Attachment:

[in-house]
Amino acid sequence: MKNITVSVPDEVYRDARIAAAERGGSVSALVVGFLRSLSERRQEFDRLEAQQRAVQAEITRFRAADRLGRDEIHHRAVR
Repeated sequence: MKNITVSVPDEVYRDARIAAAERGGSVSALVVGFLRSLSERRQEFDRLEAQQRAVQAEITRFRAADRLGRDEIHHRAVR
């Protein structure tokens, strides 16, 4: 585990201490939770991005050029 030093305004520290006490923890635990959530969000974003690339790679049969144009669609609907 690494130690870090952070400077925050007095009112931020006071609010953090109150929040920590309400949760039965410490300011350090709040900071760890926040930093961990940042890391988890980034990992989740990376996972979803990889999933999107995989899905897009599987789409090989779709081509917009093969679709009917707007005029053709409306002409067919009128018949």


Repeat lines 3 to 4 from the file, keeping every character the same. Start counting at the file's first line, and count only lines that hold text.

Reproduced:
Repeated sequence: MKNITVSVPDEVYRDARIAAAERGGSVSALVVGFLRSLSERRQEFDRLEAQQRAVQAEITRFRAADRLGRDEIHHRAVR
């Protein structure tokens, strides 16, 4: 585990201490939770991005050029 030093305004520290006490923890635990959530969000974003690339790679049969144009669609609907 690494130690870090952070400077925050007095009112931020006071609010953090109150929040920590309400949760039965410490300011350090709040900071760890926040930093961990940042890391988890980034990992989740990376996972979803990889999933999107995989899905897009599987789409090989779709081509917009093969679709009917707007005029053709409306002409067919009128018949």